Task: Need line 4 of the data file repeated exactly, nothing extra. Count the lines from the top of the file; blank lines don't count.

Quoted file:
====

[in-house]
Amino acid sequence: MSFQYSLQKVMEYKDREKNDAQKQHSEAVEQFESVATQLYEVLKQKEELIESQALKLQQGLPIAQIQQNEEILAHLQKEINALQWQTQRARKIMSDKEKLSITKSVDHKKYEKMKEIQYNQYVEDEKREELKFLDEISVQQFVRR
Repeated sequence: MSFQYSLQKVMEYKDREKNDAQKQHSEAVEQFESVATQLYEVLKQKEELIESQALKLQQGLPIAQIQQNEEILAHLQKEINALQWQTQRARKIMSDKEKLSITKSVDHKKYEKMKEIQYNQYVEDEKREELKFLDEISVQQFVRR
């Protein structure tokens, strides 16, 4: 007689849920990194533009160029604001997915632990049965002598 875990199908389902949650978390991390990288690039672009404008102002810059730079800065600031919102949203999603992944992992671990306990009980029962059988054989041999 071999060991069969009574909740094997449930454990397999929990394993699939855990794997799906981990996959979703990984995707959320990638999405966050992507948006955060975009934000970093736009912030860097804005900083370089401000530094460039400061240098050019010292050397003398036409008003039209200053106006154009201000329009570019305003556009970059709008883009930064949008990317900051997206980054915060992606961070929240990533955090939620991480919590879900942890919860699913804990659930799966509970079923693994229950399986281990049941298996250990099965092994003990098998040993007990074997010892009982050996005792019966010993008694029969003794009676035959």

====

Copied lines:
């Protein structure tokens, strides 16, 4: 007689849920990194533009160029604001997915632990049965002598 875990199908389902949650978390991390990288690039672009404008102002810059730079800065600031919102949203999603992944992992671990306990009980029962059988054989041999 071999060991069969009574909740094997449930454990397999929990394993699939855990794997799906981990996959979703990984995707959320990638999405966050992507948006955060975009934000970093736009912030860097804005900083370089401000530094460039400061240098050019010292050397003398036409008003039209200053106006154009201000329009570019305003556009970059709008883009930064949008990317900051997206980054915060992606961070929240990533955090939620991480919590879900942890919860699913804990659930799966509970079923693994229950399986281990049941298996250990099965092994003990098998040993007990074997010892009982050996005792019966010993008694029969003794009676035959």